Arrival in Guyana
We were still several miles off shore. The water was a thick, soupy brown colour and only three metres deep. We needed to get 10 miles up the Essequibo River to Roeden Rust, the first known safe anchorage, before nightfall and we had been motoring since 3.00 a.m. let down by the absence of the strong current which usually runs here and light winds. Tim decided to cut the corner to save a few critical miles, so we approached the river through a thicket of posts with fishing nets strung between them. There were gaps, but not knowing how the nets were laid, Tim approached the gaps with extreme caution, almost putting the engine into neutral as we inched our way through, expecting at any minute to get snagged by a submerged net. All was well however, and we heaved a collective sigh of relief as we closed in on the charted route into the river. Even this was not straight forward as there is no buoyed channel and we were relying on waypoints given in Chris Doyle’s guide, some of which were patently inaccurate. It was with some relief therefore that we dropped our anchor off the ‘Stelling’ or pier of the so called ‘marina’ at Roeden Rust. We didn’t go ashore as the placed looked deserted and in any case we had not officially cleared into the country. This had to be done in Bartica a further 30 miles up the river.
We set off at first light in order to catch the flood tide and made our way gingerly up river, watching the depth drop perilously low as we navigated our way over the frequent sand bars. The Essequibo is Guyana’s largest river and the third largest in all of South America after the Amazon and the Orinoco. The rain forest comes right down to the banks with only the occasional bit of mangrove. All along the east bank of the river there are occasional clearings where there are rickety landing pontoons and dwellings of various grades from smart holiday homes to tumble down wooden structures on stilts.
Our first impressions of Bartica were pretty intense. We anchored off an incredibly ramshackle stelling or wharf opposite the town power station which was roaring away belching out a constant plume of black smoke. We tied up at a rickety set of steps and made our way across the land stage, avoiding the holes in the planking. We were carrying the boat’s rubbish intending to deposit it responsibly somewhere. Quite frankly we could have put it down anywhere as the streets were littered with rubbish, plastic bags, bottles and rotting vegetable matter. We made our way to the police station and then to customs where formalities were dealt with efficiently and we then set out to explore. Bartica is basically a mining town. It sits on the confluence of the Essequibo, Mazaruni and Cayuni rivers. Gold is being mined in large quantities up all of these rivers and Bartica is where the miners come to trade their gold and spend their money. It is consequently a pretty edgy and unsavoury place and we made sure we were back on the boat by nightfall. It is also one reason why the water is so muddy as the mining process involves dredging the rivers and the spoil and other contaminants just flow down the rivers turning the tea coloured ‘black water’ opaque. The town was full of Bedford 5 ton trucks loaded up with fuel and mining equipment, many of them being taken apart and put back together again at the side of the main street. There was constant traffic and noise, matters not helped by the vehicles having to avoid the cows that wandered freely down the roads. We were surprised at the strong Brazilian presence. We passed several Brazilian restaurants, cafes and shops and were able to watch Brazilian TV a the café that we stopped for a quick beer. We made the mistake of returning to the café later for ‘chicken cutters’, fried pieces of chicken breast which were very tasty, but we were charged about 3 or 4 times the going rate. Having said all this, people were actually very friendly and we did not feel particularly threatened or hassled and we must have stuck out like sore thumbs.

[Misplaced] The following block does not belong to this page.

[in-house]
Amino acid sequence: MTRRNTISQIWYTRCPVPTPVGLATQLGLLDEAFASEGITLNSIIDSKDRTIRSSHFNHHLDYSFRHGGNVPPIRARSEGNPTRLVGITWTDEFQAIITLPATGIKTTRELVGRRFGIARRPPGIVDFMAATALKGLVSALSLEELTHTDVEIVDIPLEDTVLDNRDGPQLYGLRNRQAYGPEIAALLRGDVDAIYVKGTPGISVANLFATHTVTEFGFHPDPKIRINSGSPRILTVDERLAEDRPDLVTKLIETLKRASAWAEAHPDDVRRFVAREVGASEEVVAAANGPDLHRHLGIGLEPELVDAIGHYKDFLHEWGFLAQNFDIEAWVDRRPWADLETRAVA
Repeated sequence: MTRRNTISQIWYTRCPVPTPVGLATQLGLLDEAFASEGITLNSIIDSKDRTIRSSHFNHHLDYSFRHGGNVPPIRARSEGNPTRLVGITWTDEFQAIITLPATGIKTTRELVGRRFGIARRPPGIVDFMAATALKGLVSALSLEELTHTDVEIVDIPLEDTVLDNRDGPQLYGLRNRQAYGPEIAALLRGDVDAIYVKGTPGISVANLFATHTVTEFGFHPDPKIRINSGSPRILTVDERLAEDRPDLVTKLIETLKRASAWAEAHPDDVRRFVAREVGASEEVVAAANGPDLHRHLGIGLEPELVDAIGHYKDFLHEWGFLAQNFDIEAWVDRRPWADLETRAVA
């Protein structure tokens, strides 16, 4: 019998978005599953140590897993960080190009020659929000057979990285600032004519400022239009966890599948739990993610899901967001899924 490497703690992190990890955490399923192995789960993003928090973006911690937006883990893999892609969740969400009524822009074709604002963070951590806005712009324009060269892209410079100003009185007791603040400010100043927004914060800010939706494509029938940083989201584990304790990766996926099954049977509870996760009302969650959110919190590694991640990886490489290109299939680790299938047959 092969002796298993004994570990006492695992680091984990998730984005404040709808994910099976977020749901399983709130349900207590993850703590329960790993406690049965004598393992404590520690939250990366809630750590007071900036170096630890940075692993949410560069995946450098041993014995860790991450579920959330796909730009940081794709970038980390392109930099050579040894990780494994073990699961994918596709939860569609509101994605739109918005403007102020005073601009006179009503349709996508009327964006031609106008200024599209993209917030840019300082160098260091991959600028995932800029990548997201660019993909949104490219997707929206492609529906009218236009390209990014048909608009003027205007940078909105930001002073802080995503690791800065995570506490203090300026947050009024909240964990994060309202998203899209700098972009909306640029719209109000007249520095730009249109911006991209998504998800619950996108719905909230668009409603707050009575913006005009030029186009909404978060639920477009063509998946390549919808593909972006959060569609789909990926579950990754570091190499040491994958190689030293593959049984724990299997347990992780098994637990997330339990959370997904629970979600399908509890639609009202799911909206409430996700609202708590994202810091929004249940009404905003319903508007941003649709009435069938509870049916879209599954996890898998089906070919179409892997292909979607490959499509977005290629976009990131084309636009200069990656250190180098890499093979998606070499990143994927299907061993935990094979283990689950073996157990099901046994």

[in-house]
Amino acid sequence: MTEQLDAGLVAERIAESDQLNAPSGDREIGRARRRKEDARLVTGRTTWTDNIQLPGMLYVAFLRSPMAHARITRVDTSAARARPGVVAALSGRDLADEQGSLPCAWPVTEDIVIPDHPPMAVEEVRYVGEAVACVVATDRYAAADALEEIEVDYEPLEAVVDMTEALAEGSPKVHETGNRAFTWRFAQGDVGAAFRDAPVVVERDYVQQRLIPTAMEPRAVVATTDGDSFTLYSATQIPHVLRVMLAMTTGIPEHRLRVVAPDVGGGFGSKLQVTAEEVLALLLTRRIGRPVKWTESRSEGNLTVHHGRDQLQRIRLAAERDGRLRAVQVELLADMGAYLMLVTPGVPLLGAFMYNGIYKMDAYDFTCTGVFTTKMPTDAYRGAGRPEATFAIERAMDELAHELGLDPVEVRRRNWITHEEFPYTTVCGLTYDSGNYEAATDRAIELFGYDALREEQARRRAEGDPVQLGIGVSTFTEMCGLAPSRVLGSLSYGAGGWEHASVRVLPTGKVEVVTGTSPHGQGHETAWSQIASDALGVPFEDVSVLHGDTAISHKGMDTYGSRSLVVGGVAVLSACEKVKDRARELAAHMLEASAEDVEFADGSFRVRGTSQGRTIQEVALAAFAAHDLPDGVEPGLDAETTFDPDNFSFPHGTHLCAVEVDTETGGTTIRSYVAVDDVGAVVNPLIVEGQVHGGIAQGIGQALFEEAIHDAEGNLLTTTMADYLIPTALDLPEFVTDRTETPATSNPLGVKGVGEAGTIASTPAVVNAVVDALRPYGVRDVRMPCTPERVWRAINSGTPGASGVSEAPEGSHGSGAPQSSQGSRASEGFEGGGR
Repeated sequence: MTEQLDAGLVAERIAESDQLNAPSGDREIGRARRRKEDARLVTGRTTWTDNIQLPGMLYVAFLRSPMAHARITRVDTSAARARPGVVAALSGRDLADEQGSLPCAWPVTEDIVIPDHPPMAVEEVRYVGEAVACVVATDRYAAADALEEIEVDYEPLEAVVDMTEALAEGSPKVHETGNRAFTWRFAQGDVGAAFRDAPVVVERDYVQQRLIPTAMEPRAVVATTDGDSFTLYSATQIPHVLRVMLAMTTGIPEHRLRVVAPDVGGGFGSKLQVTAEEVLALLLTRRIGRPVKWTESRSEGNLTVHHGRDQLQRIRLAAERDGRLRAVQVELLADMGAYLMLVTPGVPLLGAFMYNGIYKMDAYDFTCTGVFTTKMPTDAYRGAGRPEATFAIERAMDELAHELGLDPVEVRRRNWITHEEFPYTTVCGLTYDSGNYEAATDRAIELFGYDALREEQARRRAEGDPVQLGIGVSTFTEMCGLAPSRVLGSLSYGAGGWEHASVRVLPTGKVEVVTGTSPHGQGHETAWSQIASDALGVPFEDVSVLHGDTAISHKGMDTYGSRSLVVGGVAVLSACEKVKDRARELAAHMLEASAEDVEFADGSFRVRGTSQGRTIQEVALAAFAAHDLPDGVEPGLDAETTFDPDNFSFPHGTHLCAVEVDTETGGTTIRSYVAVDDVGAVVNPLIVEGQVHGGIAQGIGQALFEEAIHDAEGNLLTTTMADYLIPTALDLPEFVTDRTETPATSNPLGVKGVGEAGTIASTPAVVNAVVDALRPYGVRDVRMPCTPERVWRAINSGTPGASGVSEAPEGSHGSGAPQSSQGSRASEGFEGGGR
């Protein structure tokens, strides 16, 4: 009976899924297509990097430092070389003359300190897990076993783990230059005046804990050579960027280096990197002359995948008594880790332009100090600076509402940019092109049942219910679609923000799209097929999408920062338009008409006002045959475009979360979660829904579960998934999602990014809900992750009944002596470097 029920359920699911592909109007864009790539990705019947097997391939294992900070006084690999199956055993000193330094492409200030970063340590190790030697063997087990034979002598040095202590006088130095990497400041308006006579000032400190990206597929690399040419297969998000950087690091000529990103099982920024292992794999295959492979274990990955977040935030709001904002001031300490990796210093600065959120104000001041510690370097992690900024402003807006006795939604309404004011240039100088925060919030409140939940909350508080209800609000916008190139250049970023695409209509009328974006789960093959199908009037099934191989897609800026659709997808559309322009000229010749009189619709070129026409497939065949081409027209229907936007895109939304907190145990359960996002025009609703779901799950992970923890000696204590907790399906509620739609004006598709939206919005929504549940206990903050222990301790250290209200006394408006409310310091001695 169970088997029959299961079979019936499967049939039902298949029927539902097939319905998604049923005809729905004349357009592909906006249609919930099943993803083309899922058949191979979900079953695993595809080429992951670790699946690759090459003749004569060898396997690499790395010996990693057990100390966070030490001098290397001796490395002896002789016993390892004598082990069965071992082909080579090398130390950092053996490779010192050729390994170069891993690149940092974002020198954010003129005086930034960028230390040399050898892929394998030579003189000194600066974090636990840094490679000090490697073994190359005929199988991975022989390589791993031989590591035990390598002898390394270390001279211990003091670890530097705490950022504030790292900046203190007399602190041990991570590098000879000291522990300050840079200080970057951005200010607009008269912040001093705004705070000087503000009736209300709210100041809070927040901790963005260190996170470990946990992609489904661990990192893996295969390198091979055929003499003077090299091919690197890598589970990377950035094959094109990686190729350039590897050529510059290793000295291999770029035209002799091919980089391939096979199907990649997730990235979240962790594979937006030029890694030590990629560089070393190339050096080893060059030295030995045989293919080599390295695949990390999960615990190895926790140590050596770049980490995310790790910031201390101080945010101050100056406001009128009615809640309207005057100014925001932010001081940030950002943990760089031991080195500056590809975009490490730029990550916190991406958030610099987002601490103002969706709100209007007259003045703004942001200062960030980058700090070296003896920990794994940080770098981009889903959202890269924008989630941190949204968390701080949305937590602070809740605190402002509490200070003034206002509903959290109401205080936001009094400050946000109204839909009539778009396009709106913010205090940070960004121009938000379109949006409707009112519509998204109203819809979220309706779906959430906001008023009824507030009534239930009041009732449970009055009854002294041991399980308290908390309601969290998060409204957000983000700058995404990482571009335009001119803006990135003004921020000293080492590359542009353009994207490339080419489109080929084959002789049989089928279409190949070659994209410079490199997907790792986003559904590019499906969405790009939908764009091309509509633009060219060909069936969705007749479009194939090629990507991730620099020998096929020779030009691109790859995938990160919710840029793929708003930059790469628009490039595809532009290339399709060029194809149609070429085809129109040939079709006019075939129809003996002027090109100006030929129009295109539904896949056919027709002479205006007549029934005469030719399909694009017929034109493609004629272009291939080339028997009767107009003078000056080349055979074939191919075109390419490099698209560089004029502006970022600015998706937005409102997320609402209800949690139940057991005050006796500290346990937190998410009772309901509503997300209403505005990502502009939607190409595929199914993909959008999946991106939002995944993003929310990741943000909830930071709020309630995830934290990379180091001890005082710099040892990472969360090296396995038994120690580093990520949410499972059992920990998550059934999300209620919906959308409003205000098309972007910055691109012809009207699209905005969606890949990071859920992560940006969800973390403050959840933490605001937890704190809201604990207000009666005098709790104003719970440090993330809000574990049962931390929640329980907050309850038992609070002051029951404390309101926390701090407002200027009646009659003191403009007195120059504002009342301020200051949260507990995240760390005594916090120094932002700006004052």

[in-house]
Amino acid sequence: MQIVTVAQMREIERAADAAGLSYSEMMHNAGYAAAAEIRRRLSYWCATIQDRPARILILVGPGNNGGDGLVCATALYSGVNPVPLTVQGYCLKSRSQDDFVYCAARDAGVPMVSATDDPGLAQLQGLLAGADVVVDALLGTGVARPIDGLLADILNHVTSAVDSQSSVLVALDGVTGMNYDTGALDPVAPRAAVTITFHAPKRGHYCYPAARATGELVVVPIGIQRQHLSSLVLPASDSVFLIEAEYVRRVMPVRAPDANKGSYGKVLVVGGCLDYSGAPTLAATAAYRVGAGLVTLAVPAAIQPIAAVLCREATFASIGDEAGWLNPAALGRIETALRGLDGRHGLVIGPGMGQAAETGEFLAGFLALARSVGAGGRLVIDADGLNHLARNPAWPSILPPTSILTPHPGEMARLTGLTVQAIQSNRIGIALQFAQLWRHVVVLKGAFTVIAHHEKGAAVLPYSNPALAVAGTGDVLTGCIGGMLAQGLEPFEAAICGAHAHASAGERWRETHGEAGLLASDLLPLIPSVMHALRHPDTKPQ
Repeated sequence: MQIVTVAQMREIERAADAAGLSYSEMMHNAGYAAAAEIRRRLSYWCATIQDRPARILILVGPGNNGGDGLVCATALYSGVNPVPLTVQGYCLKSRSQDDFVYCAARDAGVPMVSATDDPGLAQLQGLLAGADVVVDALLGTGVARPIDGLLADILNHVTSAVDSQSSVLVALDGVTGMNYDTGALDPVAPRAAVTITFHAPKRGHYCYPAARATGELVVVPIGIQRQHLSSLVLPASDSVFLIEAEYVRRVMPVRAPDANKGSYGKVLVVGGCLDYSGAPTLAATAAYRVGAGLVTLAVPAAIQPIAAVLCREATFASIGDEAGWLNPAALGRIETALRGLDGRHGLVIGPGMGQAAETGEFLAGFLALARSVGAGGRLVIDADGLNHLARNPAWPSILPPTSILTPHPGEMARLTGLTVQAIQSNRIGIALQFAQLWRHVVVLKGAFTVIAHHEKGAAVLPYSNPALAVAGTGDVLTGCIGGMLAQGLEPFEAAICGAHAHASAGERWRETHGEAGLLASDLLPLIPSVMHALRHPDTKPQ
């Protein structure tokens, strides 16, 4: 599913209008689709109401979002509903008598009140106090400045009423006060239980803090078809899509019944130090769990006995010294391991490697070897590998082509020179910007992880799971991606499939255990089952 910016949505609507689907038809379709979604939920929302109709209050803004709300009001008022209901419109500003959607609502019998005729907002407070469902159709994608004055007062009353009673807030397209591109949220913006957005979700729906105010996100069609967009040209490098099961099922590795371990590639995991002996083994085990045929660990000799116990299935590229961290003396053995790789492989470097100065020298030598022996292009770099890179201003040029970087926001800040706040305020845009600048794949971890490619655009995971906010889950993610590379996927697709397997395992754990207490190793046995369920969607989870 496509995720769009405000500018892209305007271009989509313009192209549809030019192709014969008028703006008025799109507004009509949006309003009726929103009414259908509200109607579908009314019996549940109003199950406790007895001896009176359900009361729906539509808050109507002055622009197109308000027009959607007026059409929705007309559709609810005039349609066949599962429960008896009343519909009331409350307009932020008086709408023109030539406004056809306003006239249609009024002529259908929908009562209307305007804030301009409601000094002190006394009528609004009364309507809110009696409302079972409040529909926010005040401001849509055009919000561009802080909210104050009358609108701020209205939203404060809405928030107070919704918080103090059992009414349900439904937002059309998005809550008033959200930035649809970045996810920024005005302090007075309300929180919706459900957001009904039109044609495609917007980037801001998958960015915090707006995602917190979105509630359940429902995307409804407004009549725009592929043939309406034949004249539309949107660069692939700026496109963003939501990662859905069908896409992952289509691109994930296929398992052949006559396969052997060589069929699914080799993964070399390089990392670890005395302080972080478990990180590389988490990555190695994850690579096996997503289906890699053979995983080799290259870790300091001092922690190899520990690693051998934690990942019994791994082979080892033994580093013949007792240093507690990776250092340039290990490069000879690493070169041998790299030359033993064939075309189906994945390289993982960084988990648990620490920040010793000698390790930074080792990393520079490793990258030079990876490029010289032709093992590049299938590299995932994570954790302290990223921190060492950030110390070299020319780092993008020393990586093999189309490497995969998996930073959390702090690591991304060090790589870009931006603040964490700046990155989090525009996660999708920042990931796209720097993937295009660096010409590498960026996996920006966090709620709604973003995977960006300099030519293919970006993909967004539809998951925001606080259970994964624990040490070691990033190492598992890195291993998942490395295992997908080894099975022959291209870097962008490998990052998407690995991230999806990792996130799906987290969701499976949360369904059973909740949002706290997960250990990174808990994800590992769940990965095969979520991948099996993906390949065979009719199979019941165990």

The market was good and sold good quality fruit and vegetables so we were able to re-provision the boat. We also bought some rather interesting breads – the Guyanese are into their ‘bakes’. The meat market on the other side of the road was another matter and required rather stronger stomachs than we had so we decided to rely on ships stores for protein. We spent the night anchored off the town prior to making our way down river again to Hurakabra Lodge, the weekend home of Kit and Gem Nascimento who were to look after our boat while we went on a four day tour of the interior of the country they had put together for us.